By Susan Garvin
Utah Native Plant Society
Some of you may be familiar with a non-native annual plant called yellow starthistle (Centaurea solstitialis). It has been declared a noxious weed in 9 western states, including Utah, and two western Canadian provinces. This plant has caused millions of dollars of economic damage to pastures and rangelands in California, Oregon, Washington, and Idaho and is invading other western states rapidly. This weed is known to increase in Idaho at the rate of 60% per year. It has been present in California since the gold rush days, where it was accidentally introduced as a contaminant in alfalfa seed. Currently it is estimated that it has invaded 15-22 % of California's total acreage. It can grow anywhere cheatgrass (Bromus tectorum) can grow and appears to be more competitive in many places.
I was first introduced to this plant late last summer on a weed tour in eastern Washington and western Idaho. I happened to be wearing sandals, and the tour leader tumbled us out of the bus and strode toward a pasture with no warning of what we were headed for. So all of a sudden I was knee deep in the horrible prickly stuff. It left a lasting impression on me!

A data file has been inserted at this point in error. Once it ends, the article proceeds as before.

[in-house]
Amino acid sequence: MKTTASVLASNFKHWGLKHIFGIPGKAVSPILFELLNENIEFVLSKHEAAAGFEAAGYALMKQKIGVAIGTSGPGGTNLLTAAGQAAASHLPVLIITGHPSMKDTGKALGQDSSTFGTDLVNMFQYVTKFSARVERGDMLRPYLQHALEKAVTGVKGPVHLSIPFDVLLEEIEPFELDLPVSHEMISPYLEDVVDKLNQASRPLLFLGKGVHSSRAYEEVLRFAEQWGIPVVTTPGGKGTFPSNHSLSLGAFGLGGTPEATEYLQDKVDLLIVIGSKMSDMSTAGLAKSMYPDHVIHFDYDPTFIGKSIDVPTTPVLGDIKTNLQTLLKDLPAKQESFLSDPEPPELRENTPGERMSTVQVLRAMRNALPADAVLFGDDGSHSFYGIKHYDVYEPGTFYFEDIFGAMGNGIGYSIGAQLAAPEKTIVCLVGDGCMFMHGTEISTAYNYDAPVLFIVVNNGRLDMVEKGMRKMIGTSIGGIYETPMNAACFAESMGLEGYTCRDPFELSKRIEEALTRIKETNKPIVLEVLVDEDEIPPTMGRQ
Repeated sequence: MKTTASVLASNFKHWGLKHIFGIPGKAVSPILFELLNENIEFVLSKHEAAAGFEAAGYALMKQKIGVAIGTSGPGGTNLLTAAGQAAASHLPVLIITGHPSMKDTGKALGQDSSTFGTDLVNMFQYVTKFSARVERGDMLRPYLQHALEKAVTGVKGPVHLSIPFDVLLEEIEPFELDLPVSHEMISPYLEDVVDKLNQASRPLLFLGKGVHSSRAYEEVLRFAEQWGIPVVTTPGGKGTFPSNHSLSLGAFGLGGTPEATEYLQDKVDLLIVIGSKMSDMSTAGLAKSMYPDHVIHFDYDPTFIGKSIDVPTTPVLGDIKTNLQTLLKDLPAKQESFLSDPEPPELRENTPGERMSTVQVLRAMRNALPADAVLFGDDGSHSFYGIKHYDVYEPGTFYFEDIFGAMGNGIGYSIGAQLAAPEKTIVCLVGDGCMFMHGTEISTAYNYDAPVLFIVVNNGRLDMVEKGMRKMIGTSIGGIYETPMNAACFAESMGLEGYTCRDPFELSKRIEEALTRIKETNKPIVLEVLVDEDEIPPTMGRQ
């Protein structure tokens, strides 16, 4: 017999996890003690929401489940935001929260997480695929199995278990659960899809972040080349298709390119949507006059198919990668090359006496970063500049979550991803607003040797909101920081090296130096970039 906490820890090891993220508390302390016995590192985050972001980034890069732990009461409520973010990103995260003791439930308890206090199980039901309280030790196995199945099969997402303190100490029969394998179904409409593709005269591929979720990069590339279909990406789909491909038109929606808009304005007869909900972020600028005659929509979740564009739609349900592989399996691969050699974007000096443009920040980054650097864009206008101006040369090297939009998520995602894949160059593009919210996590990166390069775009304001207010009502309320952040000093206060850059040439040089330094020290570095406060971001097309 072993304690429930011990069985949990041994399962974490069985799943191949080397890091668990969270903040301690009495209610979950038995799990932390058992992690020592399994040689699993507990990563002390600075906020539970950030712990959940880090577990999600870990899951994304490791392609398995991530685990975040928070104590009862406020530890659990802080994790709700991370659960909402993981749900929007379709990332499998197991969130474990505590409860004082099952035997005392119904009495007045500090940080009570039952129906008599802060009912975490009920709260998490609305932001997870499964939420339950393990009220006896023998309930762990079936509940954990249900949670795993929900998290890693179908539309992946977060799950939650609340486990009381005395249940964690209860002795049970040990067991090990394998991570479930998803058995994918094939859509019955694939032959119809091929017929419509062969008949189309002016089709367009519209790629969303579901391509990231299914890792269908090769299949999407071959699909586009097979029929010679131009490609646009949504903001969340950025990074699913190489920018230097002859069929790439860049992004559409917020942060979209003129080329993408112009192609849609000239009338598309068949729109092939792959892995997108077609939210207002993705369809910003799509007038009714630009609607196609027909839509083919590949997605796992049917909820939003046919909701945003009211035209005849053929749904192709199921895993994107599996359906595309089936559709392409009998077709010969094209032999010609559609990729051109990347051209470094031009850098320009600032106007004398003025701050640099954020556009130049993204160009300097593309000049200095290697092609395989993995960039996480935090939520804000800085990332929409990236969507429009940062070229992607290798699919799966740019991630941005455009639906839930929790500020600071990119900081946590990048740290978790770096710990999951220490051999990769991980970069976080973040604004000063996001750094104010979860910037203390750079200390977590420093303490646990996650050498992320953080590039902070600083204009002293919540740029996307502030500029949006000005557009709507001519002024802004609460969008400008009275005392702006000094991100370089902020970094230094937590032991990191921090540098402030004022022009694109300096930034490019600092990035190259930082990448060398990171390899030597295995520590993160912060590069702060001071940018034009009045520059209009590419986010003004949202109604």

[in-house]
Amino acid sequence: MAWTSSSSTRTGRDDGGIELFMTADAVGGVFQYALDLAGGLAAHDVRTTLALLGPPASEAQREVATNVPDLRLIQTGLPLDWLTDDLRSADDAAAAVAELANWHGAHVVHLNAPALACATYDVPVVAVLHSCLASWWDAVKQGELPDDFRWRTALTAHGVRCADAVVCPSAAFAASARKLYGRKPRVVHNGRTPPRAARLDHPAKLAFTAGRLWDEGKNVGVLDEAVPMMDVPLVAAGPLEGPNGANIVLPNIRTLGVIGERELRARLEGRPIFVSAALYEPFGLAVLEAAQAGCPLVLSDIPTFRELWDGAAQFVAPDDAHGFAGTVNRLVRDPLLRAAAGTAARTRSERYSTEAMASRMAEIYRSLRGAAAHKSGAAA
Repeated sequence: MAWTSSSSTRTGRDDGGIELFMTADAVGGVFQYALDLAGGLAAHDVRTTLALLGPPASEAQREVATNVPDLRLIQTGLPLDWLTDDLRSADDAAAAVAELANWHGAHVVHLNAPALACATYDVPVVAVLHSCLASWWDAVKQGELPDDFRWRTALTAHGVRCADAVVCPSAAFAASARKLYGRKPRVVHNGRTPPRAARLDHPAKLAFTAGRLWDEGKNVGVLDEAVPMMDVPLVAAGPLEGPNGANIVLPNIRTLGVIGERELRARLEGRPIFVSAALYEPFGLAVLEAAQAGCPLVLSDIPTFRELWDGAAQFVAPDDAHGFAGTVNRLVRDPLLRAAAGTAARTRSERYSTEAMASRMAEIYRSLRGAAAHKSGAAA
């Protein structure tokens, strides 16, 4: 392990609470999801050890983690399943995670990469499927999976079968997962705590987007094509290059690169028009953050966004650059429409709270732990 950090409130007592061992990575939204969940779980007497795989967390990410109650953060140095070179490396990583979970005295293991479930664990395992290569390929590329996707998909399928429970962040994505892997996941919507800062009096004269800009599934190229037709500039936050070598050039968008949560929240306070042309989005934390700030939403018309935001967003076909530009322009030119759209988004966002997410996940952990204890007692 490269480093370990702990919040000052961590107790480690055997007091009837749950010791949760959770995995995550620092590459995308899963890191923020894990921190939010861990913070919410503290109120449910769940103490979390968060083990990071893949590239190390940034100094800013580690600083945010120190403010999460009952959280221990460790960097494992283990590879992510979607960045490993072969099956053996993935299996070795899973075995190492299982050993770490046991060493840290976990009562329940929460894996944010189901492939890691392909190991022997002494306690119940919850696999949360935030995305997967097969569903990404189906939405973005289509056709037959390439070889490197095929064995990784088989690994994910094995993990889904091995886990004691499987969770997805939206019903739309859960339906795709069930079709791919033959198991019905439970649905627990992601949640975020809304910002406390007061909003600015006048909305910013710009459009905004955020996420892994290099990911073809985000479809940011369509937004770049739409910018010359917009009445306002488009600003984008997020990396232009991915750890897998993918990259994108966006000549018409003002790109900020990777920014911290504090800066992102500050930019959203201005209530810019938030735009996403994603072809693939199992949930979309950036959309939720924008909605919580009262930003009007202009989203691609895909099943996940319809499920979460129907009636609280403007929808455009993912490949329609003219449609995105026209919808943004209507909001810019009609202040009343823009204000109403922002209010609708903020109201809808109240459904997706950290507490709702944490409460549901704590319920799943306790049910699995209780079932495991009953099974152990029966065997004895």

Less than a month after my return to Utah, Dea Nelson called to say that Yellow starthistle (YST) had been spotted at the base of Battle Creek Canyon, just above Pleasant Grove. I was horrified and hurried over to have a look. Amateur botanist that I am, I couldn't find it and soon became distracted with other concerns. But Phil Allen, knowing of my detestation for the weed, brought up the nasty subject again in July of this year while I was talking to him by cell phone. He said, "I happen to be standing in a patch of YST, right next to Kiwanis Park."
I couldn't ignore it any longer. I got on the phone to Dea, who got on the phone to Craig Searle, our Utah County Weed Coordinator. He said he knew of it in at least ten patches between Grove Creek and Battle Creek. Knowing how busy Craig is, we decided it was our responsibility as supporters of Utah's native plants to help eradicate this pest from the county before it gets a chance to march up into Uinta National Forest in the very area where bighorn sheep were introduced this spring.
We also found out that it has been present in Utah County for at least 10 years, in Highland along the American Fork Creek between two golf courses, on the edges of some very expensive recently developed subdivisions and in an alfalfa field. It appears to be contained there and not presently invading surrounding neighborhoods.